Despite the mass emigration from All Black ranks in recent months, Graham Henry’s squad rotation policy in the build up to the World Cup means that Ireland will still face a side with decent international experience and only one new cap.
You can be sure that over the coming weeks and months new faces will emerge in the New Zealand game that will become household names by the next World Cup. The greatest challenge for Henry at this stage is to replace the decision makers in his side having lost proven leaders in Oliver, Jack, Maugher and Kelleher.
There may be a sense of crisis surrounding New Zealand rugby at present, but I well recall the emergence of the ‘Baby Blacks’ in 1986 when New Zealand beat France by 18-9 against all the odds.
That was the year when the rebel Cavaliers side (New Zealand under another name) went on an unauthorised tour to South Africa. All the participants were banned for the following two tests necessitating the introduction of an entire new team including 11 new caps to face the French.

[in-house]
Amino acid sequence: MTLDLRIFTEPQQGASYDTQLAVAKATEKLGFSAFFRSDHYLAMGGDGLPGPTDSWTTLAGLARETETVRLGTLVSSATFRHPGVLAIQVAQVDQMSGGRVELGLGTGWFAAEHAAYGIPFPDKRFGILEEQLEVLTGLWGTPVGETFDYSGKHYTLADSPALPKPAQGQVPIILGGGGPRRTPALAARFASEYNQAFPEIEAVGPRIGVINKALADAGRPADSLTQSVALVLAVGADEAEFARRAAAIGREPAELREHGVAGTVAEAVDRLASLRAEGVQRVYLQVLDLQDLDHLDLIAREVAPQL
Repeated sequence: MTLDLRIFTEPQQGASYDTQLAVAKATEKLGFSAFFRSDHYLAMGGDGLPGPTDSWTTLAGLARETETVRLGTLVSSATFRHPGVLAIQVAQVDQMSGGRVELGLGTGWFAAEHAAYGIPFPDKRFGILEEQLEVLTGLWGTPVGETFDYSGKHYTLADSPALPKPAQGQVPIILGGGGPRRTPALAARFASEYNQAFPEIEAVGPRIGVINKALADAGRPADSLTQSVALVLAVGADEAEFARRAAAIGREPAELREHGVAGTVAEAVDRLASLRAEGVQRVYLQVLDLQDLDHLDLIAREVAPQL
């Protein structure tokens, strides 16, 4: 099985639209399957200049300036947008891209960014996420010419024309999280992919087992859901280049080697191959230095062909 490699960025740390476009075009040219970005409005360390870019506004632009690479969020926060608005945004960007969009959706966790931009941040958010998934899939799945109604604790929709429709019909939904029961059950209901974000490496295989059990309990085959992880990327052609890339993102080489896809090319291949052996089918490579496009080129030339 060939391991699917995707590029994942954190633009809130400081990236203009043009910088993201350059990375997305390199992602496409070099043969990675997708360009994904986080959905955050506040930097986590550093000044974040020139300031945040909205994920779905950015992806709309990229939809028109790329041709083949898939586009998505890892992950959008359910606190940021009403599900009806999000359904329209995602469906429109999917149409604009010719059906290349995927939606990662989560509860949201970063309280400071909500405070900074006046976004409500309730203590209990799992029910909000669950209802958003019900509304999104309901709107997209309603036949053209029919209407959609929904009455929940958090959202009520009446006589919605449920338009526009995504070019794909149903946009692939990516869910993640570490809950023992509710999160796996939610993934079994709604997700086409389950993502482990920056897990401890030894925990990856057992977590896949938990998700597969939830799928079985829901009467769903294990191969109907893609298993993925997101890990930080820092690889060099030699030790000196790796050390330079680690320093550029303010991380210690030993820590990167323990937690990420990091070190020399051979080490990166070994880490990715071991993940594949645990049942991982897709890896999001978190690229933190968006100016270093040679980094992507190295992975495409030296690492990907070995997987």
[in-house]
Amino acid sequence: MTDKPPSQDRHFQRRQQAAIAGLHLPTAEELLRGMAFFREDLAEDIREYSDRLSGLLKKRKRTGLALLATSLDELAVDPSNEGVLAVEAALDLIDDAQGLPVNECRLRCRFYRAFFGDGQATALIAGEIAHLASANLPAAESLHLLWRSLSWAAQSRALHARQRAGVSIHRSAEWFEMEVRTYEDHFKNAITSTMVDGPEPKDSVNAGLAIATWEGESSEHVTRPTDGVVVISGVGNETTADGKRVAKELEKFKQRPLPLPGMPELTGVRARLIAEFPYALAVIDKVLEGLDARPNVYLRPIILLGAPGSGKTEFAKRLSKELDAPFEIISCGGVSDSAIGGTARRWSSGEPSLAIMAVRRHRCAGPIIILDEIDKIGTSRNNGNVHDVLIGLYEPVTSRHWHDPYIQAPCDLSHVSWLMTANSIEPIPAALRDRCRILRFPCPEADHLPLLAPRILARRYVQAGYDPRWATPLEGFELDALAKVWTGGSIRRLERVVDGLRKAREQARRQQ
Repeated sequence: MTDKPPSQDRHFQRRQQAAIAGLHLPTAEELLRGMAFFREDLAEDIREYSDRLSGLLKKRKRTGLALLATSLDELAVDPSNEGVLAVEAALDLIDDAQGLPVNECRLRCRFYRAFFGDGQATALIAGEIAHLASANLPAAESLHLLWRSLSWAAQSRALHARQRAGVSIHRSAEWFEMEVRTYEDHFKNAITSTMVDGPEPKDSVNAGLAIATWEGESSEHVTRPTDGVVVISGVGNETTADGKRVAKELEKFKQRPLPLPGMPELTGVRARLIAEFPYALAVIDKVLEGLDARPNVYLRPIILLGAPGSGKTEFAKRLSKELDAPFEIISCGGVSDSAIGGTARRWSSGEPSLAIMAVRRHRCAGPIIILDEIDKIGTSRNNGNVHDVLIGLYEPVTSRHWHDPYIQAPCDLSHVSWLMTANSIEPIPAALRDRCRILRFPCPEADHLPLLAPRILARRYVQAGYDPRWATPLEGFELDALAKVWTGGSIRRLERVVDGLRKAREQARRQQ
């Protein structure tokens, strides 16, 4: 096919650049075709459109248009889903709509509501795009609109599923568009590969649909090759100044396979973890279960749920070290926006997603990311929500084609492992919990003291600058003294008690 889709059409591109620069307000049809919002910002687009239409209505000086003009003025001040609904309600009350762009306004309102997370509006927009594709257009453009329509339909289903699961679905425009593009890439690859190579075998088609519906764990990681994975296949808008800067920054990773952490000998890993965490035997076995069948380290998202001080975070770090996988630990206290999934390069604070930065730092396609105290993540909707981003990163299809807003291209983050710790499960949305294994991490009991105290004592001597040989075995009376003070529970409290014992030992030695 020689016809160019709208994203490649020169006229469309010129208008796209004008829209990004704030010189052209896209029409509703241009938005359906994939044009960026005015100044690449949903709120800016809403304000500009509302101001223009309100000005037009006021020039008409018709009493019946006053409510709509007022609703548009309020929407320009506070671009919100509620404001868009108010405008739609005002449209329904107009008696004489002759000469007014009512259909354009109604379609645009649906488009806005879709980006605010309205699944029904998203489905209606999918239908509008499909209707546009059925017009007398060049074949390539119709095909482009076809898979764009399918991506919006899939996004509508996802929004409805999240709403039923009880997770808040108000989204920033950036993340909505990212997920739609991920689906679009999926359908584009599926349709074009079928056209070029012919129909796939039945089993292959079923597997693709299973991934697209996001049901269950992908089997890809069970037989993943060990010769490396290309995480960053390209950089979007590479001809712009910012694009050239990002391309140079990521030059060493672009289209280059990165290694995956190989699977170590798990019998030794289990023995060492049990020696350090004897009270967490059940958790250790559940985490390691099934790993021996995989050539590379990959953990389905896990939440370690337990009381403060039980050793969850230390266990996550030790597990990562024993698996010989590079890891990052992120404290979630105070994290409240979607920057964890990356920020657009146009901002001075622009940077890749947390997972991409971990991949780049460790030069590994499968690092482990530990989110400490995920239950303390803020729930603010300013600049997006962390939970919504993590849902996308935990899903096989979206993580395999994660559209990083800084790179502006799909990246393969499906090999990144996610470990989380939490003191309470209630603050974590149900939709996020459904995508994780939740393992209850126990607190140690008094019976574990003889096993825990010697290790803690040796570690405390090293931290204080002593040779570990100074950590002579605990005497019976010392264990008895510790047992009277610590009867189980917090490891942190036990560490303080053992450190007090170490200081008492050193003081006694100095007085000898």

Several of those debutants including Sean Fitzpatrick, Leinster forwards coach Mike Brewer, Joe Stanley, Terry Wright, Frano Botica and Andy Earl became part of New Zealand’s only World Cup triumph the following year.
For Ireland, these two tests against New Zealand and Australia have far more relevance than some of the end of season jousts that have formed part of the international calendar in recent times.
World Cup ranking points are crucial between now and December if Ireland is to avoid another group of death in New Zealand in 2011.
A return of one test victory over the next two weeks would not only break the sequence of losing tours against the big three dating back to 1979 but would also enhance Ireland’s prospects of a favourable draw.
For the players, one suspects the satisfaction of beating the All Blacks for the first time in an Irish jersey should provide sufficient motivation.
How fitting it would be in the 21st meeting of the sides if Ireland should come of age.
They may never get a better chance.